Another implication of this basic conceit of the world is that there is very little in the way of authority to deal with raiders and marauders, outbreaks of demon worship, rampaging monsters, deadly hauntings, or similar local problems. Settlements afflicted by troubles can only hope for a band of heroes to arrive and set things right. If there is a kingdom beyond the town’s walls, it’s still largely covered by unexplored forest and desolate hills where evil folk gather. The king’s soldiers might do a passable job of keeping the lands within a few miles of his castle free of monsters and bandits, but most of the realm’s outlying towns and villages are on their own.

In such a world, adventurers are aberrant. Commoners view them as brave at best, and insane at worst. But such a world is rife with the possibility for adventure, and no true hero will ever lack for a villain to vanquish or a quest to pursue.
How does the DARK•HERITAGE setting coincide, and how does it differ from this point of view?  First off, that's largely true of my setting.  The Terrasan Empire, the main force of civilization in the lands of the Mezzovian Main and surrounding areas, is a decrepit, rotted, and ineffective excuse for an empire, and honestly, calling themselves an "Empire" was perhaps more grandiose wishful thinking rather than accurate labeling in the first place.  Overland travel is increasingly dangerous, and increasingly avoided, hence the "loss" of entire provinces like Calça or Baix Pallars.  The major city-states that are the core of the empire, on the other hand, are connected only by sea.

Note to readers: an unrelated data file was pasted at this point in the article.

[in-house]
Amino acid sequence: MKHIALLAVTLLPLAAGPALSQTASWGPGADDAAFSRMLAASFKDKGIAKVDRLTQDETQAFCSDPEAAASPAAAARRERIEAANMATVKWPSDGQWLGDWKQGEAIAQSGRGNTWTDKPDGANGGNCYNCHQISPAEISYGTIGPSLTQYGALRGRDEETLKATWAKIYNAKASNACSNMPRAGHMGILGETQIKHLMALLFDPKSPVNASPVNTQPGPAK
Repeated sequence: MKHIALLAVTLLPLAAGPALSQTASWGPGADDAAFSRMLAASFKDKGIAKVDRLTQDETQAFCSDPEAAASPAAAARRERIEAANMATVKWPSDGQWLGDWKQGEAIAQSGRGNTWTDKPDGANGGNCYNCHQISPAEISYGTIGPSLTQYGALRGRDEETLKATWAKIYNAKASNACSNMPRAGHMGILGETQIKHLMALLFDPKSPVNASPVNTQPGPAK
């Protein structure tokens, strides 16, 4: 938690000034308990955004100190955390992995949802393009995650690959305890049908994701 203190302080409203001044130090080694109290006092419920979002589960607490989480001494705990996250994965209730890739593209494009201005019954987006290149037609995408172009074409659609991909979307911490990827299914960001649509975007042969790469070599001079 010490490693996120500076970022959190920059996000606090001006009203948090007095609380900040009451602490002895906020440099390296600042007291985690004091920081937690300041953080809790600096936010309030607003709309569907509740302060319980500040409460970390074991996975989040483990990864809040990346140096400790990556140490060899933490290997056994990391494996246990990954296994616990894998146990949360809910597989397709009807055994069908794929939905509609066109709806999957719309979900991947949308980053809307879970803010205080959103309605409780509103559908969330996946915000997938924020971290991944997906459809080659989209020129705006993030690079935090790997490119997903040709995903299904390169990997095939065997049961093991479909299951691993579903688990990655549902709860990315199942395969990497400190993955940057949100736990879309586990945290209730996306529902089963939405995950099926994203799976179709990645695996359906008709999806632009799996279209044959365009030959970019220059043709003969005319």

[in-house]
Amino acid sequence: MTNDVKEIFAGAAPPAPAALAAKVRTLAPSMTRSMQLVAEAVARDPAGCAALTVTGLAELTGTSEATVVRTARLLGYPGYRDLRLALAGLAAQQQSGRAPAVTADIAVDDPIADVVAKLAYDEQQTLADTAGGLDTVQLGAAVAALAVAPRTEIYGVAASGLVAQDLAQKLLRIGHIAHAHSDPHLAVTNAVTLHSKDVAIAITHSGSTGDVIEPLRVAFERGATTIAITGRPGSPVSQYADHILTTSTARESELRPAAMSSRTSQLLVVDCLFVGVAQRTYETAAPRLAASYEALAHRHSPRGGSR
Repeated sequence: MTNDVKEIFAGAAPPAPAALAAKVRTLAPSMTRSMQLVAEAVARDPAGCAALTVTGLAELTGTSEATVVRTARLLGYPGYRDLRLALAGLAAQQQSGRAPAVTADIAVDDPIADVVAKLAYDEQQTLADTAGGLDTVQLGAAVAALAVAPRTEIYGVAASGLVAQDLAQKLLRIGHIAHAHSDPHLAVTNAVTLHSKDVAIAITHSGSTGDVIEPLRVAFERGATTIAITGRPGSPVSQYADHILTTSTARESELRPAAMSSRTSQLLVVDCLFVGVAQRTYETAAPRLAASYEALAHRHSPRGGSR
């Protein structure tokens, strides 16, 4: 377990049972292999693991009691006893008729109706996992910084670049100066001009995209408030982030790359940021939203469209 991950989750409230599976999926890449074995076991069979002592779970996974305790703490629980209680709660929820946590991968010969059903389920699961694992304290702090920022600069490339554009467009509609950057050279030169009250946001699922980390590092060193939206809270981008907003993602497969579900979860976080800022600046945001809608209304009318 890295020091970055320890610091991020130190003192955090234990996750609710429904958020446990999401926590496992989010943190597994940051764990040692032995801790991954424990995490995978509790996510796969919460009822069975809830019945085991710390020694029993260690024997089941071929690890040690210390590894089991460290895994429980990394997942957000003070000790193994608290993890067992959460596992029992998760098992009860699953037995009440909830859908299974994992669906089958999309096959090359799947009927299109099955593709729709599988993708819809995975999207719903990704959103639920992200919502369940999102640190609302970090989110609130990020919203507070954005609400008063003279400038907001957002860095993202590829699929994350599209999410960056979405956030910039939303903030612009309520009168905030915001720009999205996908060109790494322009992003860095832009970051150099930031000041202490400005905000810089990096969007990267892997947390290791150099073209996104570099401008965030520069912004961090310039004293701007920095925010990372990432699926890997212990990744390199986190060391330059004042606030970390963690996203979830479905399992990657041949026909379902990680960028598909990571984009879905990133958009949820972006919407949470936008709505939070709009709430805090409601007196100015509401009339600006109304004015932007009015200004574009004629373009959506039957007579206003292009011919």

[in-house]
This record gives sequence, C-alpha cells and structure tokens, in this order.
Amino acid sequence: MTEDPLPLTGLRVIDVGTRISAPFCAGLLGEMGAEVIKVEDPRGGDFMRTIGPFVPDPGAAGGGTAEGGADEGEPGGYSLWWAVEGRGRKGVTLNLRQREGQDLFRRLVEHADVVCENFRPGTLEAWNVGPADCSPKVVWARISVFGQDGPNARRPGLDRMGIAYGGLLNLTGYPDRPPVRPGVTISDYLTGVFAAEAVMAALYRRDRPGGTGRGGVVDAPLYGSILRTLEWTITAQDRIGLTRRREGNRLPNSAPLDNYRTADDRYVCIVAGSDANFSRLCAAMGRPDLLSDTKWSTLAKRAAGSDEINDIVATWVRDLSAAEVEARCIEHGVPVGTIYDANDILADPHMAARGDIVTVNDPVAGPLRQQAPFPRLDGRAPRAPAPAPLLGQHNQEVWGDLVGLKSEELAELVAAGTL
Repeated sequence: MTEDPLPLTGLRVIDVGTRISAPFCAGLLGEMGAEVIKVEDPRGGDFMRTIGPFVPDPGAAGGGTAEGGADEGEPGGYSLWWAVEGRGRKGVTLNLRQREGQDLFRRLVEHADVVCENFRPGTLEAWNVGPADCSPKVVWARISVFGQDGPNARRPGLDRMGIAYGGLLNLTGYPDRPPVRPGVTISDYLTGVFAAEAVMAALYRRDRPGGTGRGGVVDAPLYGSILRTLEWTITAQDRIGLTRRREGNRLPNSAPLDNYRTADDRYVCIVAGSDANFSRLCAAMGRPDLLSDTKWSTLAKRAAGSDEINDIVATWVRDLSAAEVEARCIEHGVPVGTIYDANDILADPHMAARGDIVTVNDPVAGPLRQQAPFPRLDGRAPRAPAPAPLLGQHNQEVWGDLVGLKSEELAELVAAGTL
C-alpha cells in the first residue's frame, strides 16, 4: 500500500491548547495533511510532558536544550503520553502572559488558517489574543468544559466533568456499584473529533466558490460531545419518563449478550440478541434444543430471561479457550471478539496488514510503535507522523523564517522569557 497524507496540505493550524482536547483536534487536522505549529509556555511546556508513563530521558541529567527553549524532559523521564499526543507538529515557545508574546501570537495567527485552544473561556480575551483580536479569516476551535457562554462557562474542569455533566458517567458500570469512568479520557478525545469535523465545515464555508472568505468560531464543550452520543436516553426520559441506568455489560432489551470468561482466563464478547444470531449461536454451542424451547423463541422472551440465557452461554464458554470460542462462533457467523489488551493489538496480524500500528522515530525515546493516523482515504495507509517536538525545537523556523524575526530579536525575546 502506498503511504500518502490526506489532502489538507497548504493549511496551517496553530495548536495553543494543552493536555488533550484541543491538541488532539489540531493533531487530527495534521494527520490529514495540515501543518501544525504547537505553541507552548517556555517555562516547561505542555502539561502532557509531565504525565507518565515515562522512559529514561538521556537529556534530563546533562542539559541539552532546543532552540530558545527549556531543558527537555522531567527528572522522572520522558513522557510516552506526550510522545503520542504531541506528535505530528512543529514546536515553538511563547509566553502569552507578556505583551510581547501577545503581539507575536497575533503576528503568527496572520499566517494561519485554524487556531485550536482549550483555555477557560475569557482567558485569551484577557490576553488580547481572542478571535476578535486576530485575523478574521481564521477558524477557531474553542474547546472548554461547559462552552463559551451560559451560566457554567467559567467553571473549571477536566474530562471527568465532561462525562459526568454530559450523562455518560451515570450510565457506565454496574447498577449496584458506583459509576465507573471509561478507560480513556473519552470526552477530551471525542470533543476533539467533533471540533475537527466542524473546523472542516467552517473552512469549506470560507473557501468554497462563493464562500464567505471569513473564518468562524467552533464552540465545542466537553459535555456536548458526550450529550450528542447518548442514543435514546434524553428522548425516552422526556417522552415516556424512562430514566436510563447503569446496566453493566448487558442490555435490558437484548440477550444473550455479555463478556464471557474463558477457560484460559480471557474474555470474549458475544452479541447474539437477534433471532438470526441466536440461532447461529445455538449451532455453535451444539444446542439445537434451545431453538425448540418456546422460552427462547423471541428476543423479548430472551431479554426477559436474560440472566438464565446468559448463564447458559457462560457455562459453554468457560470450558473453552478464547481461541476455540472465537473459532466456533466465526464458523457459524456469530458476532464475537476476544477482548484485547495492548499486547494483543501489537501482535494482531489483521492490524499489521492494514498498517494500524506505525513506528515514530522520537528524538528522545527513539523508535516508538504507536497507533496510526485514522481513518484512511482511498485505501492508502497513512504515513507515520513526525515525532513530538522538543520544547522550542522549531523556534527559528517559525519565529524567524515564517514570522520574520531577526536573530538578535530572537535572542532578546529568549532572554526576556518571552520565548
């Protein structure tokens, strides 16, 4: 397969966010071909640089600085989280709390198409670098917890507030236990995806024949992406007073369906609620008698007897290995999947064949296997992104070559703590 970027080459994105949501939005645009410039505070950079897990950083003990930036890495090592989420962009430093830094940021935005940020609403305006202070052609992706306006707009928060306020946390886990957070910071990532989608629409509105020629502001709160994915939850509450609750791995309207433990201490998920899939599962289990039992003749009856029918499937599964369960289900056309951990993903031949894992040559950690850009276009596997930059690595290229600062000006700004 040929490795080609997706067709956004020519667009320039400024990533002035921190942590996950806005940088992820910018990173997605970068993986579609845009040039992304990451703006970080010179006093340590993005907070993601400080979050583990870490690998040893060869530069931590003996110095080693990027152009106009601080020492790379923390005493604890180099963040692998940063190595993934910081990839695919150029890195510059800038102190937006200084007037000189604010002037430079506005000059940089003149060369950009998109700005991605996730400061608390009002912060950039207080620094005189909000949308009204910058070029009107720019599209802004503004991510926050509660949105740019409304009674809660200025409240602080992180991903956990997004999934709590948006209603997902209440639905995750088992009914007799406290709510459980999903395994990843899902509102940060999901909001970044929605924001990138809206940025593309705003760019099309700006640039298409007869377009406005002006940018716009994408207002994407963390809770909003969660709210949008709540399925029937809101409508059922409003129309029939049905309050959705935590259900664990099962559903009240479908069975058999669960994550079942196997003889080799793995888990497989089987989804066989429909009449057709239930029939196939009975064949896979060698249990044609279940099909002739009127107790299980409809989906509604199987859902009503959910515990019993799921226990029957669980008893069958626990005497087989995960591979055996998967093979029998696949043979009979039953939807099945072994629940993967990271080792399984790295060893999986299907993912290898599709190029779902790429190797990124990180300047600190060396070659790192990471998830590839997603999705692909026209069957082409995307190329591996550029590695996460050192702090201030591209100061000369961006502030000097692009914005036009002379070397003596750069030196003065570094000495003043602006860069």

Even that route is plagued with problems, though.  While the Mezzovian isn't known for its tempestuous nature, making it an ideal road for travel, sudden storms aren't unknown either.  More importantly, the shipping and travel lanes are more and more plagued by pirates, corsairs and raiders, and Terrasa's navy is completely unable to rise to the challenge of detering them.

Strange kingdoms, races, tribes and peoples have lived in the area.  Although the terrasans and their allied peoples are ascendent (if only just) still, they are the last in a long litany of former inhabitants.  Many of the inhabitants are, in fact, mysterious.  The most recent kingdoms, particularly the so-called balshatoi kingdoms of the North Coast are reasonably well known, and descendents of those proud ancient peoples still live throughout the area.  But before them, only the vaguest rumors, legends, ghost-stories and crumbling, mouldering ruins of often mysterious purpose still linger.